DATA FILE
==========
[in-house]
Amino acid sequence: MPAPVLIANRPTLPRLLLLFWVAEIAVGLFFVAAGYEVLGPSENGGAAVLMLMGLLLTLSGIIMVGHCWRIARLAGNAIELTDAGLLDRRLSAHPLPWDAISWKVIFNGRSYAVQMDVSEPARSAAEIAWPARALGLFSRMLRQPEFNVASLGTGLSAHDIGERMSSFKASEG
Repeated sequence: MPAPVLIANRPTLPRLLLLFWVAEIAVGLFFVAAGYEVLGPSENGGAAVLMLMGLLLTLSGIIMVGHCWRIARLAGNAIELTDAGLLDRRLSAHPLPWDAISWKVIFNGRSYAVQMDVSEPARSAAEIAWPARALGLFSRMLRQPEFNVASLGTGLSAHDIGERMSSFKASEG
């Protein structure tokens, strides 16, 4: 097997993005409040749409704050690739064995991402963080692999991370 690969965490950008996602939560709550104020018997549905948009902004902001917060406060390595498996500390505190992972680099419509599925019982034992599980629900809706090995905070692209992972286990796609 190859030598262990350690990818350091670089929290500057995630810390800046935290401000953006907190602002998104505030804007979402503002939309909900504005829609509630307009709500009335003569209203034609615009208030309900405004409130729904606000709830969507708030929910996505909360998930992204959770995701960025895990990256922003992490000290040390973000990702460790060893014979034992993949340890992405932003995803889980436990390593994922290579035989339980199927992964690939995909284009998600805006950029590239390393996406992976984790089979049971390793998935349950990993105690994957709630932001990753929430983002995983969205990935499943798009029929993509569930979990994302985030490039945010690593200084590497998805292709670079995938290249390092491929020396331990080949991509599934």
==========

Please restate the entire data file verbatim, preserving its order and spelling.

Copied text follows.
[in-house]
Amino acid sequence: MPAPVLIANRPTLPRLLLLFWVAEIAVGLFFVAAGYEVLGPSENGGAAVLMLMGLLLTLSGIIMVGHCWRIARLAGNAIELTDAGLLDRRLSAHPLPWDAISWKVIFNGRSYAVQMDVSEPARSAAEIAWPARALGLFSRMLRQPEFNVASLGTGLSAHDIGERMSSFKASEG
Repeated sequence: MPAPVLIANRPTLPRLLLLFWVAEIAVGLFFVAAGYEVLGPSENGGAAVLMLMGLLLTLSGIIMVGHCWRIARLAGNAIELTDAGLLDRRLSAHPLPWDAISWKVIFNGRSYAVQMDVSEPARSAAEIAWPARALGLFSRMLRQPEFNVASLGTGLSAHDIGERMSSFKASEG
């Protein structure tokens, strides 16, 4: 097997993005409040749409704050690739064995991402963080692999991370 690969965490950008996602939560709550104020018997549905948009902004902001917060406060390595498996500390505190992972680099419509599925019982034992599980629900809706090995905070692209992972286990796609 190859030598262990350690990818350091670089929290500057995630810390800046935290401000953006907190602002998104505030804007979402503002939309909900504005829609509630307009709500009335003569209203034609615009208030309900405004409130729904606000709830969507708030929910996505909360998930992204959770995701960025895990990256922003992490000290040390973000990702460790060893014979034992993949340890992405932003995803889980436990390593994922290579035989339980199927992964690939995909284009998600805006950029590239390393996406992976984790089979049971390793998935349950990993105690994957709630932001990753929430983002995983969205990935499943798009029929993509569930979990994302985030490039945010690593200084590497998805292709670079995938290249390092491929020396331990080949991509599934």